Meanwhile, even Andrew Yang and Tulsi Gabbard have met the 65,000 donor threshold
Senator Kirsten Gillibrand (D-NY) is having a terrible, horrible, no good, very bad week as her 2020 presidential campaign team figures out that she may not make the cut . . . for the Democrat presidential debates.
Unable to reach 65,000 unique donors, Gillibrand may not take the stage with fellow Democrat presidential hopefuls like the ever popular Andrew Yang and Tulsi Gabbard, both of whom have managed to reach that threshold.
Kirsten Gillibrand in an email to supporters says she still hasn’t reached 65,000 unique donors. This is something Andrew Yang and Tulsi Gabbard have reached pic.twitter.com/lQ2LckIt3N
— Emma Kinery (@EmmaKinery) April 26, 2019
As Mike noted last year, Gillibrand’s campaign has been flailing since before its inception, largely due to her embrace of the #MeToo movement, an embrace many Democrats and their donors thought a bit too tight and a bit too lingering.
New York Democrat Senator Kirsten Gillibrand has already made it clear that she intends to run for president in 2020. In an ultimate twist of irony, her enthusiasm for #MeToo may be her undoing.
She is already having a problem with Democrat donors for supporting Al Franken’s resignation last year.
Democrat donors withheld funding for Gillibrand’s campaign, as reported by the Hill earlier this month.
Sen. Kirsten Gillibrand’s (D-N.Y.) presidential campaign suggested Sunday that the campaign’s low first-quarter fundraising totals could be partly attributed to backlash over Gillibrand’s decision in 2017 to call for the resignation of Sen. Al Franken (D-Minn.).
In a memo obtained by The New York Times, the campaign reportedly said there’s “no question” that donors are retaliating in response to Gillibrand calling on Franken, who had been accused of sexual harassment, to step aside.
“There’s no question that the first quarter was adversely impacted by certain establishment donors — and many online — who continue to punish Kirsten for standing up for her values and for women,” the memo reads.
Compounding Gillibrand’s Al Franken problem is the growing sense among Democrats that the Trump economy will be hard to beat in 2020.
In the absence of an economic slowdown, however, Trump is still benefiting from top-line numbers that Democrats are having difficulty undermining. Unemployment remains low, the economy is expanding and, on Friday, the S&P 500 and Nasdaq stock indices both reached record highs.
According to a recent CNN poll, 71 percent of Americans rate the nation’s economic conditions favorably. On an issue that voters reliably say they care deeply about, Trump’s otherwise dismal public approval ratings are holding above 50 percent.
“Our view is that Democrats would be very wise to recognize how steep the mountain is on the economy,” said Matt Bennett of the center-left group Third Way. “There are things about this economy that are very popular — low unemployment, a lot of jobs, there’s been some real wage increase. We attribute zero, zero percent of that to good Trump policy … But he will claim credit, as he does for the sun rising and everything else, and we have to be aware that that could be potent.”
He said, “What that means is that we need a very clear economic narrative that resonates deeply with the voters that we have to win, and we better not be caught up in our own blue bubble world.”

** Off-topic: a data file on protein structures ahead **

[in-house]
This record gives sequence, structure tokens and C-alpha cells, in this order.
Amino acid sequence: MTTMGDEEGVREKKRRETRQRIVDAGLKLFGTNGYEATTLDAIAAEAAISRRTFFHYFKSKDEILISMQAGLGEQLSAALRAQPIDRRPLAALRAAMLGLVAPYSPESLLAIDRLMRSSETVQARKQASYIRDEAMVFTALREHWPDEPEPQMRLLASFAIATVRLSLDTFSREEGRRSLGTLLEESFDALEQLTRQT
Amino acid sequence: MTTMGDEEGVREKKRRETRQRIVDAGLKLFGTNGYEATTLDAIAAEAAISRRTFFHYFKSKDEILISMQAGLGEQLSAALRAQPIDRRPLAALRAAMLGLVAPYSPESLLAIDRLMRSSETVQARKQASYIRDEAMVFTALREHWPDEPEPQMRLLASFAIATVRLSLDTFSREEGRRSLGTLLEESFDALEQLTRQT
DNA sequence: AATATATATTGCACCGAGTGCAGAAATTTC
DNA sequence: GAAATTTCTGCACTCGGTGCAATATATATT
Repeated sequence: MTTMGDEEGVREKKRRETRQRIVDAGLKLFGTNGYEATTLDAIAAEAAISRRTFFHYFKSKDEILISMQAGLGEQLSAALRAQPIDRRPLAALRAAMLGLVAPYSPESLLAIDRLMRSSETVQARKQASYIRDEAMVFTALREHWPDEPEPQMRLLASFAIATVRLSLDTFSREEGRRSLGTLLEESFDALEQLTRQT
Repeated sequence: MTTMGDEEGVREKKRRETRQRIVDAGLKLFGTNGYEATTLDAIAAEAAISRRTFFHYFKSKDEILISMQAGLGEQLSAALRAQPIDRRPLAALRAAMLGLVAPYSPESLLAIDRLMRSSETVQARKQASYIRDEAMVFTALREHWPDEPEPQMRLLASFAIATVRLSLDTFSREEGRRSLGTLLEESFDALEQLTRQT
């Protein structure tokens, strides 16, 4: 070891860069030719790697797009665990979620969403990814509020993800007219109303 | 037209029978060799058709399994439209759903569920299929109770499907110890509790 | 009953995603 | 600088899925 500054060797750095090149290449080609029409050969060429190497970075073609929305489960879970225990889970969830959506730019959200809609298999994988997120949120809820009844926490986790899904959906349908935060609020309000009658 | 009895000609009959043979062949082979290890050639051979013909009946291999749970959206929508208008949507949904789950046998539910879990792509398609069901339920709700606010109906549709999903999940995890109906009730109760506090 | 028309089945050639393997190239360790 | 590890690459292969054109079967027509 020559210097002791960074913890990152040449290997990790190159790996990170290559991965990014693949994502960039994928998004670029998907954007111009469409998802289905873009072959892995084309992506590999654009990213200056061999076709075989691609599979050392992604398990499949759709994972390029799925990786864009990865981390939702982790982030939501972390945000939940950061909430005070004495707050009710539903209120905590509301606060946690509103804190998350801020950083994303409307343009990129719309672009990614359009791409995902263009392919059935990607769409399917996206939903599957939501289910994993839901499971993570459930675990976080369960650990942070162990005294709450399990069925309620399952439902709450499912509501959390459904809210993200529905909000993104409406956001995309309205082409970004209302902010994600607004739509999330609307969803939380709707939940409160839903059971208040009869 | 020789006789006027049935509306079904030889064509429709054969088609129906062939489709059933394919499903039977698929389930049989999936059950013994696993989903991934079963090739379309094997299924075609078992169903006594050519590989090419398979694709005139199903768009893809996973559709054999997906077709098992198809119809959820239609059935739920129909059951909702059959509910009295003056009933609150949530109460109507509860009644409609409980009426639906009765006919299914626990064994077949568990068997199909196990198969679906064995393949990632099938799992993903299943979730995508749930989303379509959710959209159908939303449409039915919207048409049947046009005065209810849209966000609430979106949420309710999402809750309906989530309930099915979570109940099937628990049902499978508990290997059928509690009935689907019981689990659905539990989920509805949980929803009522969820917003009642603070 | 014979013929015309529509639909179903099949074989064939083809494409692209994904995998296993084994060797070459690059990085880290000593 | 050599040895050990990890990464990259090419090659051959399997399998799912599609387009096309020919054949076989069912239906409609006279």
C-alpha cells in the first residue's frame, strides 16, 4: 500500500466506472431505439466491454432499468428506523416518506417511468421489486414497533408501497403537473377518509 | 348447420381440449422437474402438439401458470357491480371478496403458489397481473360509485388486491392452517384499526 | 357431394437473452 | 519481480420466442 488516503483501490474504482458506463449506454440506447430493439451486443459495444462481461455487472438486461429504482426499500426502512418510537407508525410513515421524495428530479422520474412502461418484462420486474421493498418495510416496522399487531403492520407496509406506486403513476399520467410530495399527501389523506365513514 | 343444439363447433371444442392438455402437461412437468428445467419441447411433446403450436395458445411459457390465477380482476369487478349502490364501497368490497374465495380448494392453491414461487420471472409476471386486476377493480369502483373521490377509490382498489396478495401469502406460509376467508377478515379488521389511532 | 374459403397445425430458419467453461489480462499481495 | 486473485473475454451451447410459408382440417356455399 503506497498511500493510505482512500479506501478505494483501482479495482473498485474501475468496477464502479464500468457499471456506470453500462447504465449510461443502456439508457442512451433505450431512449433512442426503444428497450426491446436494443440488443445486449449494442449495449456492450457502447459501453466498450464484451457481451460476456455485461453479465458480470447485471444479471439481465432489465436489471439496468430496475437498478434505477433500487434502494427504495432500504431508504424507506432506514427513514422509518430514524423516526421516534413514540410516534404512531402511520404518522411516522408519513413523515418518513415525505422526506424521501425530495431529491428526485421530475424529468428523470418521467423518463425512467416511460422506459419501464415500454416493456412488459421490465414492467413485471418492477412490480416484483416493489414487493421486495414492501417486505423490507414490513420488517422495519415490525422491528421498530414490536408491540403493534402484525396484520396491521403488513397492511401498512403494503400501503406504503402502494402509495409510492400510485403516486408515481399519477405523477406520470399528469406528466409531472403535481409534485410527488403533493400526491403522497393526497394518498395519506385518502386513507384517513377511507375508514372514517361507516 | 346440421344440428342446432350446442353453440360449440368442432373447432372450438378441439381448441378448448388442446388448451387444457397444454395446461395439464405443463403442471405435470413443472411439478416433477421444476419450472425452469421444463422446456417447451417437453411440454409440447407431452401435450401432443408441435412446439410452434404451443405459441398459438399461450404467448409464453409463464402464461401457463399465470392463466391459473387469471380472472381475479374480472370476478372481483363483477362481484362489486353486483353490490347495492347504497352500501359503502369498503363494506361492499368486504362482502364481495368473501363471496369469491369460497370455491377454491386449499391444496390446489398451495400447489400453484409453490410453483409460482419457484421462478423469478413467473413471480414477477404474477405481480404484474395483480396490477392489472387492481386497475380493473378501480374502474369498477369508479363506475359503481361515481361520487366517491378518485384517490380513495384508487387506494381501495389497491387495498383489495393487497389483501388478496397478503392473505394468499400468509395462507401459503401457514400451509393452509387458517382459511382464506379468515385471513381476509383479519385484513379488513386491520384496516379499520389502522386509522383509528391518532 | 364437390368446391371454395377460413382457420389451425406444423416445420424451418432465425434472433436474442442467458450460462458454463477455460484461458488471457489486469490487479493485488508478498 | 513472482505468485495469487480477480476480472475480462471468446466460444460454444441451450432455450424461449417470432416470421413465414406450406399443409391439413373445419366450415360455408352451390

That “blue bubble world” includes identity politics, of course, and the news from female Democrat primary voters in Iowa, New Hampshire and South Carolina is not good for Gillibrand.
Across Iowa, New Hampshire and South Carolina, three of the first states to hold 2020 nominating contests, dozens of women told The Associated Press that they are worried about whether the country is ready to elect a woman as president. Their concerns are political and personal, rooted as much in fear of repeating Hillary Clinton’s 2016 loss to Trump as in their own experiences with sexism and gender discrimination.
These worries have created a paradox for Democrats.
Women are among the party’s most energized and engaged voters, accounting for more than half the electorate in the 2018 midterms. Democrats sent a historic number of women to Congress last year and have a record number of women running for president, including Sens. Kamala Harris of California, Elizabeth Warren of Massachusetts, Amy Klobuchar of Minnesota and Kirsten Gillibrand of New York.
But the Oval Office has been elusive, and given Democrats’ deep desire to oust Trump, some don’t want to take any chances with their nominee.
“I think a lot of people voted for him because they didn’t want to vote for her,” Katrina Riley, a 69-year-old from Summerville, South Carolina, said of the 2016 contest between Trump and Clinton. “And I don’t want that to happen again.”
Helen Holden Slottje, a 52-year-old New Hampshire attorney, noted the irony in women raising concerns about nominating a woman.
“I fear for that with women, that it’s, ‘Well, we had our chance. We had Hillary. Hillary didn’t pan out. Best to just pick another 65-year-old plus white guy who has the best chance of winning,’” Slottje said.
If she can’t get in the race (or even in the debates), Gillibrand is in a tough spot, largely of her own making, when it comes to her viability as the second ticket spot selection on the eventual 2020 Democratic ticket.
Did she burn her bridges with her enthusiastic #MeToo condemnation of Democrat males, from Franken up to and including former president Bill Clinton?
Time will tell, but if she doesn’t make the Democrat primary debate stage, she may want to start some schmoozing among the top tier 2020 Democrat contenders, both of whom are white males . . . one with a particularly problematic #MeToo profile.DONATE
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